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AT&T gets Microsoft and IBM to help with its cloud homework

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US telco AT&T has decided it’s time to raise its cloud game and so has entered into strategic partnerships with Microsoft and IBM.

The Microsoft deal focuses on non-network applications and enables AT&T’s broader strategy of migrating most non-network workloads to the public cloud by 2024. The rationale for this is fairly standard: by moving a bunch of stuff to the public cloud AT&T will be able to better focus on its core competences, but let’s see how that plays out.

IBM will be helping AT&T Business Solutions to better provide solutions to businesses. The consulting side will modernize its software and bring it into the IBM cloud, where they will use Red Hat’s platform to manage it all. In return IBM will make AT&T Business its main SDN partner and general networking best mate.

“AT&T and Microsoft are among the most committed companies to fostering technology that serves people,” said John Donovan, CEO of AT&T. “By working together on common efforts around 5G, the cloud, and AI, we will accelerate the speed of innovation and impact for our customers and our communities.”

“AT&T is at the forefront of defining how advances in technology, including 5G and edge computing, will transform every aspect of work and life,” said Satya Nadella, CEO of Microsoft. “The world’s leading companies run on our cloud, and we are delighted that AT&T chose Microsoft to accelerate its innovation. Together, we will apply the power of Azure and Microsoft 365 to transform the way AT&T’s workforce collaborates and to shape the future of media and communications for people everywhere.”

“In AT&T Business, we’re constantly evolving to better serve business customers around the globe by securely connecting them to the digital capabilities they need,” said Thaddeus Arroyo, CEO of AT&T Business. “This includes optimizing our core operations and modernizing our internal business applications to accelerate innovation. Through our collaboration with IBM, we’re adopting open, flexible, cloud technologies, that will ultimately help accelerate our business leadership.”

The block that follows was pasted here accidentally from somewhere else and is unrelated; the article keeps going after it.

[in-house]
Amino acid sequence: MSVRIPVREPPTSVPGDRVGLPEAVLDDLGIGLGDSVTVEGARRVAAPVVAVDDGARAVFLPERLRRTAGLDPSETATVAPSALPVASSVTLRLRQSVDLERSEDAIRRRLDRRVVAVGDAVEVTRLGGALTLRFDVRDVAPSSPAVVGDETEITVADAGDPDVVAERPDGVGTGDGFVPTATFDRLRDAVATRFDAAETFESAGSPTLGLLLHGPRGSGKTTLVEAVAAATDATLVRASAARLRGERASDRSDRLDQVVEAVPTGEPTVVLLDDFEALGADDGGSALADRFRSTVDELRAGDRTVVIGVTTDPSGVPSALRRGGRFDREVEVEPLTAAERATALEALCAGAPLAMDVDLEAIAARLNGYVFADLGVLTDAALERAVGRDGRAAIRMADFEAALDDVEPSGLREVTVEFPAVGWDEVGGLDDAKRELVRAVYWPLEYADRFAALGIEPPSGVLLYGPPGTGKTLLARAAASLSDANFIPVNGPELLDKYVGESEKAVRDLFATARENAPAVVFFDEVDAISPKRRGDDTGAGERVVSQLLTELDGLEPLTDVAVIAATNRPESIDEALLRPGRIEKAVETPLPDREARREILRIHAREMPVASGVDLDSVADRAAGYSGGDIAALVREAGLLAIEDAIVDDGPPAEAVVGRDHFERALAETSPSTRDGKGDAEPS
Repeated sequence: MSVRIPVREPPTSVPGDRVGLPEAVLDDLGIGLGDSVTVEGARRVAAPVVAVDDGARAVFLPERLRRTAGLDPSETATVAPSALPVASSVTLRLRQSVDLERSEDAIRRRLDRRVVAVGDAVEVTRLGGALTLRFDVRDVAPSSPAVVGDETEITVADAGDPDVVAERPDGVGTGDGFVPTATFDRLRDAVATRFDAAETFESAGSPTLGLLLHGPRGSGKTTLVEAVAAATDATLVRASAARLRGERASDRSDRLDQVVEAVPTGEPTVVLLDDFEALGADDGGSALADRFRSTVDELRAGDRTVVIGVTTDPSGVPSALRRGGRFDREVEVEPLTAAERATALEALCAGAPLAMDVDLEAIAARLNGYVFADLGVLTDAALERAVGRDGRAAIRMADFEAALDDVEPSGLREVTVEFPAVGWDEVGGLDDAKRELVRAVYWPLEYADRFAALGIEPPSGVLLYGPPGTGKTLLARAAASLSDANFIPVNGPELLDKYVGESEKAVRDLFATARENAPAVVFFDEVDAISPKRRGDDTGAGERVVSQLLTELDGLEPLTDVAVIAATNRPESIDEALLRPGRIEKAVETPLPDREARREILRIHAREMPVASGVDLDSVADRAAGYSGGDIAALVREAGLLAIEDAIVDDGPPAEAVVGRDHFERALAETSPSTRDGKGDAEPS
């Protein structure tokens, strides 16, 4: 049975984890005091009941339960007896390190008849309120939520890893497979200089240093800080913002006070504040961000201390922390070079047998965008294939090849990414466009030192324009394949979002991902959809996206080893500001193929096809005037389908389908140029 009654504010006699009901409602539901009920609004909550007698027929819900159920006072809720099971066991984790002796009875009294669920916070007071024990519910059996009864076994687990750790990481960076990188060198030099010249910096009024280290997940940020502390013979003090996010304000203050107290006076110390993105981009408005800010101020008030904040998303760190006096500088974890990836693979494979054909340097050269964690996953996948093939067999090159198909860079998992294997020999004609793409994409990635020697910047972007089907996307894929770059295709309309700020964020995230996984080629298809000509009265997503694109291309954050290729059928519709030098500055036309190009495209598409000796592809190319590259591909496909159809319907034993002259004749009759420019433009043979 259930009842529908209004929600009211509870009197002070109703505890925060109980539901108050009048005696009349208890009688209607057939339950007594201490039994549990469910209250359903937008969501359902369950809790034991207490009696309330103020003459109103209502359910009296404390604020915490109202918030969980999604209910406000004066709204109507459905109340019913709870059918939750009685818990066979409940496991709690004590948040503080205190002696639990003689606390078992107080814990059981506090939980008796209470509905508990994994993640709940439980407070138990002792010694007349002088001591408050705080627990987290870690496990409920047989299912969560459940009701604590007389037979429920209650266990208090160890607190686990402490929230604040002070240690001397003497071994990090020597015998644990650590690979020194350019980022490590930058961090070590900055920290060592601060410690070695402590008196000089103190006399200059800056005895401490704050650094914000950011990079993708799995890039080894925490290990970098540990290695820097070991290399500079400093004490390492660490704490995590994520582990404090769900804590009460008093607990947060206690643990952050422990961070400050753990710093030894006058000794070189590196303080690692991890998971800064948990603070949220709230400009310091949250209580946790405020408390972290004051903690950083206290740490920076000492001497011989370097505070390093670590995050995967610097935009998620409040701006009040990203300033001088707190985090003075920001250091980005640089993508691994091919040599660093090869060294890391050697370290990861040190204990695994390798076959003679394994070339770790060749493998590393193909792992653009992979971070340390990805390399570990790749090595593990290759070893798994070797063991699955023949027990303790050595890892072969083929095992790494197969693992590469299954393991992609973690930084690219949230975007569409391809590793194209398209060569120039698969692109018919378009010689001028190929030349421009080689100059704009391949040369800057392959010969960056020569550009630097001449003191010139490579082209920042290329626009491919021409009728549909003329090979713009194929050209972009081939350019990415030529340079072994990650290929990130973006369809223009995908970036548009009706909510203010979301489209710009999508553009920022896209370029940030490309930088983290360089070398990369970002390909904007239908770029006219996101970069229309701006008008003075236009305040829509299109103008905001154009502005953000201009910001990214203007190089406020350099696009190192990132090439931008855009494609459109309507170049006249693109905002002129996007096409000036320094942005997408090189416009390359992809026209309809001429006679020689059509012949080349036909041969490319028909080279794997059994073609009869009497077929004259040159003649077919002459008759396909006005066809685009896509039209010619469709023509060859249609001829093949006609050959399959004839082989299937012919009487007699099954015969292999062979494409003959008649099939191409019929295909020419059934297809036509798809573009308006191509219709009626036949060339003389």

“Building on IBM’s 20-year relationship with AT&T, today’s agreement is another major step forward in delivering flexibility to AT&T Business so it can provide IBM and its customers with innovative services at a faster pace than ever before,” said Arvind Krishna, SVP, Cloud and Cognitive Software at IBM. “We are proud to collaborate with AT&T Business, provide the scale and performance of our global footprint of cloud data centers, and deliver a common environment on which they can build once and deploy in any one of the appropriate footprints to be faster and more agile.”

Talking of the US cloud scene, the Department of Defense is reportedly looking for someone to provide some kind of Skynet-style ‘war cloud’ in return for chucking them $10 billion of public cash. Formally known as the Joint Enterprise Defense Infrastructure (yes, JEDI), this is designed to secure military and classified information in the event of some kind of catastrophic attach, contribute to cyber warfare efforts and enable the dissemination of military intelligence to the field.

It looks like the gig will be awarded to just one provider, which had led to much jostling for position among the US cloud players. The latest word on the street is that either AWS or Microsoft will get the work, which has prompted considerable moaning from IBM and Oracle and reported concern from President Trump, prompted by politicians apparently repaying their lobbying cash. Here’s a good summary of all that from Subverse.

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